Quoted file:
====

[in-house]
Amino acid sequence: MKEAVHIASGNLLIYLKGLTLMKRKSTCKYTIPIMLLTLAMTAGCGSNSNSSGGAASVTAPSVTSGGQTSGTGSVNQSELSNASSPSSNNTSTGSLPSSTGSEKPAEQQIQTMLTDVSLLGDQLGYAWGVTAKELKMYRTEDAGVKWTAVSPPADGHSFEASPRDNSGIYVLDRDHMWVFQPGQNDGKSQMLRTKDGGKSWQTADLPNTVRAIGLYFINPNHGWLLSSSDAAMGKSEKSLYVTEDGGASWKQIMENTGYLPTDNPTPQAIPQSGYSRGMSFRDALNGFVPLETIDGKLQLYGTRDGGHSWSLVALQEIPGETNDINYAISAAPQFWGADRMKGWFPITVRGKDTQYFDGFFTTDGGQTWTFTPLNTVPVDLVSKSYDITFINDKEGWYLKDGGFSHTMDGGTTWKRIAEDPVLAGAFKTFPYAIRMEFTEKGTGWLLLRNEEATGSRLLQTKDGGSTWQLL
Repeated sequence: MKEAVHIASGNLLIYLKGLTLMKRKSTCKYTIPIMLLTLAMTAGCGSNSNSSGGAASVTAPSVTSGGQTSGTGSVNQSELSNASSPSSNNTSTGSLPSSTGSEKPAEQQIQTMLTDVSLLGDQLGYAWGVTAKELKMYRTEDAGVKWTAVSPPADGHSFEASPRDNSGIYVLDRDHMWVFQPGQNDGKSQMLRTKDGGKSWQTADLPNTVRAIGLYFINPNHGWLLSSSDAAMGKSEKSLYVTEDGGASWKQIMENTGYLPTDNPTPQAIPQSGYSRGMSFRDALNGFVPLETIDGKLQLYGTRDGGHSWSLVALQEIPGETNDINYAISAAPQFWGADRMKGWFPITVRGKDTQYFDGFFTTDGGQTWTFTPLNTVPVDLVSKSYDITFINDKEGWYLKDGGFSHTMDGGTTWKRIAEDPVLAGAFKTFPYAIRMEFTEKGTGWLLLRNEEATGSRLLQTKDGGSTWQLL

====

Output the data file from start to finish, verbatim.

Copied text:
[in-house]
Amino acid sequence: MKEAVHIASGNLLIYLKGLTLMKRKSTCKYTIPIMLLTLAMTAGCGSNSNSSGGAASVTAPSVTSGGQTSGTGSVNQSELSNASSPSSNNTSTGSLPSSTGSEKPAEQQIQTMLTDVSLLGDQLGYAWGVTAKELKMYRTEDAGVKWTAVSPPADGHSFEASPRDNSGIYVLDRDHMWVFQPGQNDGKSQMLRTKDGGKSWQTADLPNTVRAIGLYFINPNHGWLLSSSDAAMGKSEKSLYVTEDGGASWKQIMENTGYLPTDNPTPQAIPQSGYSRGMSFRDALNGFVPLETIDGKLQLYGTRDGGHSWSLVALQEIPGETNDINYAISAAPQFWGADRMKGWFPITVRGKDTQYFDGFFTTDGGQTWTFTPLNTVPVDLVSKSYDITFINDKEGWYLKDGGFSHTMDGGTTWKRIAEDPVLAGAFKTFPYAIRMEFTEKGTGWLLLRNEEATGSRLLQTKDGGSTWQLL
Repeated sequence: MKEAVHIASGNLLIYLKGLTLMKRKSTCKYTIPIMLLTLAMTAGCGSNSNSSGGAASVTAPSVTSGGQTSGTGSVNQSELSNASSPSSNNTSTGSLPSSTGSEKPAEQQIQTMLTDVSLLGDQLGYAWGVTAKELKMYRTEDAGVKWTAVSPPADGHSFEASPRDNSGIYVLDRDHMWVFQPGQNDGKSQMLRTKDGGKSWQTADLPNTVRAIGLYFINPNHGWLLSSSDAAMGKSEKSLYVTEDGGASWKQIMENTGYLPTDNPTPQAIPQSGYSRGMSFRDALNGFVPLETIDGKLQLYGTRDGGHSWSLVALQEIPGETNDINYAISAAPQFWGADRMKGWFPITVRGKDTQYFDGFFTTDGGQTWTFTPLNTVPVDLVSKSYDITFINDKEGWYLKDGGFSHTMDGGTTWKRIAEDPVLAGAFKTFPYAIRMEFTEKGTGWLLLRNEEATGSRLLQTKDGGSTWQLL